Absolute Entertainment, Inc. was a New Jersey-based video game company founded in 1986 by David Crane, previously the co-founder of Activision and developer of such games as Pitfall!. The co-founders of Absolute included several other ex-employees of Activision.
At first, Absolute reserved its own name for games it published on its own, though these were largely unsuccessful. Games created for other publishers, including almost all of Activision's later games for the Atari2600 and Atari7800 and numerous Licensed Games, were developed under the name of its subsidiary Imagineering (not to be confused with Japanese video game publisher Imagineer) until it was folded back into Absolute in 1992.
Absolute went bankrupt in 1995. Crane and several other employees would move on to found Skyworks Technologies.
Games developed and/or published by Absolute/Imagineering include:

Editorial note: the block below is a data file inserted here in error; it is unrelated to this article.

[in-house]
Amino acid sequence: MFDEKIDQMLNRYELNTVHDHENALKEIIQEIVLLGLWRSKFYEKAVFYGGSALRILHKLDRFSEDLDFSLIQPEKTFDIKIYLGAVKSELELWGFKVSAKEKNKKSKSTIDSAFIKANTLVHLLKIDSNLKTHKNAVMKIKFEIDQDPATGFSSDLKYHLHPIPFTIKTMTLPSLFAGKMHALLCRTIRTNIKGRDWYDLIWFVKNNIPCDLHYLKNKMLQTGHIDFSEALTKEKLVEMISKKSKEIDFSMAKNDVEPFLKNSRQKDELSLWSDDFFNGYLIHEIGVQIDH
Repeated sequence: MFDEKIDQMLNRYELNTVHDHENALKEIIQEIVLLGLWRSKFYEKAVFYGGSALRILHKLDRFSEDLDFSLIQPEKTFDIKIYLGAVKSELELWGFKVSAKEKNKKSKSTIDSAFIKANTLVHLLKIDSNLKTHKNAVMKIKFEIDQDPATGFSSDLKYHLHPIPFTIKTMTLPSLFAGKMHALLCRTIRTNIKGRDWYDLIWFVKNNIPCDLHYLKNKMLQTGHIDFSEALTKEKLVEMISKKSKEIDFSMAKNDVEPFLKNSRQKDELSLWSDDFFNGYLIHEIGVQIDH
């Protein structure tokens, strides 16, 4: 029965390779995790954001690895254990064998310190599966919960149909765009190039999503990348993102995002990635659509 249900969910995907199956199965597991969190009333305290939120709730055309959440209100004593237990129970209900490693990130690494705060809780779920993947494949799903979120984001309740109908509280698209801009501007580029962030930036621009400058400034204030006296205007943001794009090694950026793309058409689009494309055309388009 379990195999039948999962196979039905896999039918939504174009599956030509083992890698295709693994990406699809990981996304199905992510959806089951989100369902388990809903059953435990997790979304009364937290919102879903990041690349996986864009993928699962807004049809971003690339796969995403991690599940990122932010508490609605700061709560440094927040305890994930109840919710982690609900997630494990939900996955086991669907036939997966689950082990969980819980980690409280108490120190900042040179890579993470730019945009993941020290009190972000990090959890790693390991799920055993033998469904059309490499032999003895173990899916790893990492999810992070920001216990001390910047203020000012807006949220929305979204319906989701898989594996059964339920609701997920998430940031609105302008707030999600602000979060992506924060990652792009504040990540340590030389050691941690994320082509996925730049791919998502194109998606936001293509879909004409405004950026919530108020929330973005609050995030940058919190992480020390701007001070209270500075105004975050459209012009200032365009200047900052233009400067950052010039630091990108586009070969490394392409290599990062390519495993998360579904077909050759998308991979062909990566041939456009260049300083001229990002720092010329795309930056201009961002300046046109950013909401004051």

- A Boy and His Blob: Trouble in Blobolonia and sequel The Rescue of Princess Blobette
- The Adventures of Rocky and Bullwinkle
- Attack of the Killer Tomatoes
- Commando (Atari 2600 port)
- Double Dragon I (Atari 2600 and 7800 ports)
- Family Feud (SNES version)
- Ghostbusters II
- Ghoul School
- Home Alone (SNES and Game Boy versions)
- Home Alone 2: Lost in New York
- Home Improvement: Power Tool Pursuit!
- Ikari Warriors (7800 port)
- Jeopardy! (Genesis and SNES versions)
- Kung Fu Master (2600 and 7800 ports)
- Penn and Teller's Smoke and Mirrors
- The Ren & Stimpy Show: Buckeroo$!
- The Ren & Stimpy Show: Space Cadet Adventures
- River Raid II
- The Simpsons: Bartman Meets Radioactive Man
- The Simpsons: Bart vs. the Space Mutants
- The Simpsons: Bart vs. the World
- Bart Simpson's Escape From Camp Deadly
- The Simpsons: Bart vs. the Juggernauts
- Space Ace (SNES version)
Tropes associated with this company:
- In Case You Forgot Who Wrote It: Absolute often named game designers in titles they published, e.g. David Crane's A Boy and His Blob, Garry Kitchen's Battletank, Alex DeMeo's Race America. The game the company didn't survive to publish, Penn & Teller's Smoke & Mirrors, fits a slightly different category.
- The SNES version of Home Alone has a credits roll on the attract screen, a rarity for video games.